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> Energy band gap > GaAs  Al_{x}Ga_{1x}As  In_{x}Ga_{1x}As  
> Refractive index > GaAs  AlAs  Al_{x}Ga_{1x}As  In_{x}Ga_{1x}As  
> Devices > Bragg mirror  SAM  RSAM  SA  SANOS  SOC  Microchip laser  PCA  
SANOS™  Saturable Noise Suppressor 

>  Contents  
>  How does a SANOS work?  
The active element of a SANOS is a resonant
saturable absorber mirror (RSAM) with
zero reflectance for a low power signal at the resonance wavelength.
The RSAM is a nonlinear optical device, having a low reflectance for week optical
signals like noise and a high reflectance for high power signals like optical pulses. 

A SANOS is mainly characterized by the following
parameters:


>  SANOS applications  
The main applications for SANOS are:


>  Free space SANOS (FSSANOS)  
The free space SANOS is devoted to clean a pulsed optical beam from noise. One possible
application is after a pulse picker to suppress the residual pulses, which has been
passed the picker with a low intensity. An other application is to suppress the amplified spontaneous
emission (ASE) of an optical amplifier. 

The transmittance T of the FSSANOS depends on the peak power density I of the input beam according to the nonlinear reflectance of the RSAM. The output beam intensity I_{out} is related to the input beam intensity I by  
I_{out} = T(I) I  
with  
T(I)  intensity dependent transmittance.  
A typical transmittance curve of a FSSANOS with one RSAM inside shows the figure above.  
>  Fibre coupled SANOS (FCSANOS)  
The fibre coupled SANOS can be used for noise suppression in optical fibre channels.
To reshape an optical signal the passive FCSANOS can be simply insert into a fibre
channel after an EDFA. Due to the working principle of the SANOS this device reshapes
only the amplitude of one wavelength. 

>  Noise suppression ratio x  
The SANOS can be used to increase the signal/niose ratio SNR of optical pulses at the resonance wavelength of the used RSAM by a certain faxtor x > 1 .This means, that the SNR_{out} after the SANOS is larger then the input SNR_{in}, if some conditions are fulfilled. 

In the figure left the SNR improvement factor x is shown in dependency on the input pulse fluence F for two input SNR_{in} ratios 10 (blue curves) and 20 (magenta curves). A further parameter is the low intensity reflectance R(0) of the RSAM. The following statements can be deduced from these model calculations:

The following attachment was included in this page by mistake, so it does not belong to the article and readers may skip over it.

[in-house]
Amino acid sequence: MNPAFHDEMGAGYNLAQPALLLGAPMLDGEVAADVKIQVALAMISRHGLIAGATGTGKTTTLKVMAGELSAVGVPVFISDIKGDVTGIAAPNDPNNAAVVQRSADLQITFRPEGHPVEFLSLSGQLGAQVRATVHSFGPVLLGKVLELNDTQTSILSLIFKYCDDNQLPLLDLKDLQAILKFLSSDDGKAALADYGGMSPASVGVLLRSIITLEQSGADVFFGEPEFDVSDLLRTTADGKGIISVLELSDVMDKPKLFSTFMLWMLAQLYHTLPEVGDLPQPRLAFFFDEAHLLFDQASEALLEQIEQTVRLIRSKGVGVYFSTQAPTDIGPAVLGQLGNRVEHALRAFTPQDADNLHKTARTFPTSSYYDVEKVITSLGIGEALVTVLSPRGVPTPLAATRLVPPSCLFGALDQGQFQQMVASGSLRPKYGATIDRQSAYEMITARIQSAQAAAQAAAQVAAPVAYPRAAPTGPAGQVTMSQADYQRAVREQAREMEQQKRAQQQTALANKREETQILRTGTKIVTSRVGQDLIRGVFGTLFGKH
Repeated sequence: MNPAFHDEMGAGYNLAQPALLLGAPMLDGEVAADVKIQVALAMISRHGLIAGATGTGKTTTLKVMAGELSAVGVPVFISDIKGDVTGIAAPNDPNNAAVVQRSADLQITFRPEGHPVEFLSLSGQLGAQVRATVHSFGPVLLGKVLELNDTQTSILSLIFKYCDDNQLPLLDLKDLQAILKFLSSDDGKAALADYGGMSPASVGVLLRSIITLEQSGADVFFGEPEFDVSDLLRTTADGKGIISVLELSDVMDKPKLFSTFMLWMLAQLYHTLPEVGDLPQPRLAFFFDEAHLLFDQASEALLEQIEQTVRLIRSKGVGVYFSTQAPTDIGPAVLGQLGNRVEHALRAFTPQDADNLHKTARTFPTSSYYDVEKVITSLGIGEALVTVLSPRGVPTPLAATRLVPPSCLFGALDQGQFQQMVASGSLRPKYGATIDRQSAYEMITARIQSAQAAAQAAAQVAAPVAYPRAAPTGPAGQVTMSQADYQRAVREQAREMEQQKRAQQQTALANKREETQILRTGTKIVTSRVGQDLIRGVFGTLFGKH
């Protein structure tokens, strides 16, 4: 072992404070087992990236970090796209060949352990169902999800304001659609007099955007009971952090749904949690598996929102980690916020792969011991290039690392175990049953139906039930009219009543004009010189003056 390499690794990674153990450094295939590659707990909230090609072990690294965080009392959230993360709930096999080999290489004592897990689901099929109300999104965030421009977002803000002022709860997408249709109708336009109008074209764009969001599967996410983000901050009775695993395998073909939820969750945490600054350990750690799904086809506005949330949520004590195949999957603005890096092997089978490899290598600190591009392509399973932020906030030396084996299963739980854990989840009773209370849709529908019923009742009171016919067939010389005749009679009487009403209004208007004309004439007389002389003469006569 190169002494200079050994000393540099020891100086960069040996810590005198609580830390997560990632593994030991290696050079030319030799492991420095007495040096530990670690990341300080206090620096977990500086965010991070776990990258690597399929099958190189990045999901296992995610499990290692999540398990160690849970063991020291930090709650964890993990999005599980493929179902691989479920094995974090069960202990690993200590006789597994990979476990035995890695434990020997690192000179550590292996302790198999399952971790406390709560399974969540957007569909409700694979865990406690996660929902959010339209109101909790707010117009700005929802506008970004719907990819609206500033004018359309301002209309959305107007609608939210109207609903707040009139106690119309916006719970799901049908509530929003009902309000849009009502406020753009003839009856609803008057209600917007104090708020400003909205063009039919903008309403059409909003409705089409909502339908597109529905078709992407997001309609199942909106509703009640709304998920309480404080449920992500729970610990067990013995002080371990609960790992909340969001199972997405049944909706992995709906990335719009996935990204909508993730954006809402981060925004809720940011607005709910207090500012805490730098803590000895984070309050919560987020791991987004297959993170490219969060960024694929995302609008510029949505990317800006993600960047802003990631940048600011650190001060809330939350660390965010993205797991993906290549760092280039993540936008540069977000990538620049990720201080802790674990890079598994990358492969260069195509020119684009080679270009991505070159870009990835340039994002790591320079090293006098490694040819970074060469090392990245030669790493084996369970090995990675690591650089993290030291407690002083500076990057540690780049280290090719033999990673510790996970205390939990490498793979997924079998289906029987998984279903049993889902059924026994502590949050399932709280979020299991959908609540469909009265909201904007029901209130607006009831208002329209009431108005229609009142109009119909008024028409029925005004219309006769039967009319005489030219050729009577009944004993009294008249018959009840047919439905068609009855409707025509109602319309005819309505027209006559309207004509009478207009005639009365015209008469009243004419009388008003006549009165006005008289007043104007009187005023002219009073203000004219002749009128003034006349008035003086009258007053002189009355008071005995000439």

In the figure right the SNR improvement factor x is shown for an input pulse fluence F = F_{sat} in dependence on the input signal/noise ratio SNR_{in}. The following statements can be deduced from this figure:


>  Saturation fluence F_{sat}  
The saturation fluence F_{sat} depends on the absorber material and on the RSAM design. In dependency on the finesse of the RSAM the saturation fluence F_{sat} of a SANOS can be smaller than the saturation fluence of the absorber material inside the RSAM. The finesse also limits the bandwidth FWHM of the resonance dip. The figure below shows the resulting effective saturation fluence F_{sat} as a function of the bandwidth full width of half maximum (FWHM). By decreasing the FWHM the effective saturation fluence F_{sat} is also decreased, if the cavity thickness remains constant. On the other hand for a fixed FWHM the effective saturation fluence F_{sat} increases with increasing optical thickness of the RSAM cavity. 

The effective saturation fluence F_{sat} of an RSAM (or SANOS) as a function of the full width at half maximum (FWHM) of the RSAM resonance dip plotted for different RSAM cavity thicknesses.  
>  Relaxation time constant t  
The low temperature grown saturable absorber layer inside the SANOS has a
relaxation time constant t, which can be
varied over a large region from about 100 fs up to 100 ps. A typical value
of the relaxation time t is 1 ps. 
Decrease of the transmittance after saturation with t = 10 ps 

T(t) = T_{max}exp(t/t )]  
with  
T(t)  time dependent transmittace  
T_{max}  saturated transmittance  
t  time  
t  relaxation time constant  
>  Bandwidth  
The spectral bandwidth of the SANOS is gouverned by the used RSAM bandwidth. A compromise is needed between a large bandwidth and a low saturation fluence F_{sat}, because the saturation fluence decreases together with the bandwidth. A typical bandwidth (FWHM) of ~ 20 nm is possible for a SANOS with F>_{sat} = 10 µJ/cm^{2}. The usuable spectral bandwidth Dl around the lowintensity minimum transmittance is by a factor of 5 ... 10 smaller than the FWHM and is therefore only some nanometers.